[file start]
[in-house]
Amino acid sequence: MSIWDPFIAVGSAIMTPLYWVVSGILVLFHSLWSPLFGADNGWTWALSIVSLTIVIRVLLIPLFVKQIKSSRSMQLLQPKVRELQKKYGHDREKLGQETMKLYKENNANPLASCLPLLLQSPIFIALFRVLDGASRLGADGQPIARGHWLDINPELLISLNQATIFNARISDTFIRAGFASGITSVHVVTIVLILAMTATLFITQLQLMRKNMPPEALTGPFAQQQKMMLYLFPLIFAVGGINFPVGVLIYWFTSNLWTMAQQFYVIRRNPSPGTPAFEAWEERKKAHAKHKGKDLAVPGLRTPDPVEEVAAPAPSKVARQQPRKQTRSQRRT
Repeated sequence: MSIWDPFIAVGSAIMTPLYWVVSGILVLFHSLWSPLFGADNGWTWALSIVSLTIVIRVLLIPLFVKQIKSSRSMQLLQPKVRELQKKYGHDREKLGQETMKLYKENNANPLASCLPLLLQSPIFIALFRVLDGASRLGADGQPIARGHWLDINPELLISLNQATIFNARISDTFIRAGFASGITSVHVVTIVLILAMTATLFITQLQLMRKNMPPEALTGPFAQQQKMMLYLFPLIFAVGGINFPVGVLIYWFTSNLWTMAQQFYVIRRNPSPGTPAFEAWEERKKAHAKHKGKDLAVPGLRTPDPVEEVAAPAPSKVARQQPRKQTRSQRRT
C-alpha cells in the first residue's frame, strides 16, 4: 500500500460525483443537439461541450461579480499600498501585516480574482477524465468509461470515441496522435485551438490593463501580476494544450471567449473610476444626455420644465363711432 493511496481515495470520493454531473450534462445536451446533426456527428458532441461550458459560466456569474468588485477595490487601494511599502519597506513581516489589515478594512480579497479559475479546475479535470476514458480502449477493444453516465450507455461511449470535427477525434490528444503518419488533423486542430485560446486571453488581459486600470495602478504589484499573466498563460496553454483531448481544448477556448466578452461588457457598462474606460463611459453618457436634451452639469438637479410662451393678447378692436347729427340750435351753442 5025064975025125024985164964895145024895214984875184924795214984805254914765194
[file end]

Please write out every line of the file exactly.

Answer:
[in-house]
Amino acid sequence: MSIWDPFIAVGSAIMTPLYWVVSGILVLFHSLWSPLFGADNGWTWALSIVSLTIVIRVLLIPLFVKQIKSSRSMQLLQPKVRELQKKYGHDREKLGQETMKLYKENNANPLASCLPLLLQSPIFIALFRVLDGASRLGADGQPIARGHWLDINPELLISLNQATIFNARISDTFIRAGFASGITSVHVVTIVLILAMTATLFITQLQLMRKNMPPEALTGPFAQQQKMMLYLFPLIFAVGGINFPVGVLIYWFTSNLWTMAQQFYVIRRNPSPGTPAFEAWEERKKAHAKHKGKDLAVPGLRTPDPVEEVAAPAPSKVARQQPRKQTRSQRRT
Repeated sequence: MSIWDPFIAVGSAIMTPLYWVVSGILVLFHSLWSPLFGADNGWTWALSIVSLTIVIRVLLIPLFVKQIKSSRSMQLLQPKVRELQKKYGHDREKLGQETMKLYKENNANPLASCLPLLLQSPIFIALFRVLDGASRLGADGQPIARGHWLDINPELLISLNQATIFNARISDTFIRAGFASGITSVHVVTIVLILAMTATLFITQLQLMRKNMPPEALTGPFAQQQKMMLYLFPLIFAVGGINFPVGVLIYWFTSNLWTMAQQFYVIRRNPSPGTPAFEAWEERKKAHAKHKGKDLAVPGLRTPDPVEEVAAPAPSKVARQQPRKQTRSQRRT
C-alpha cells in the first residue's frame, strides 16, 4: 500500500460525483443537439461541450461579480499600498501585516480574482477524465468509461470515441496522435485551438490593463501580476494544450471567449473610476444626455420644465363711432 493511496481515495470520493454531473450534462445536451446533426456527428458532441461550458459560466456569474468588485477595490487601494511599502519597506513581516489589515478594512480579497479559475479546475479535470476514458480502449477493444453516465450507455461511449470535427477525434490528444503518419488533423486542430485560446486571453488581459486600470495602478504589484499573466498563460496553454483531448481544448477556448466578452461588457457598462474606460463611459453618457436634451452639469438637479410662451393678447378692436347729427340750435351753442 5025064975025125024985164964895145024895214984875184924795214984805254914765194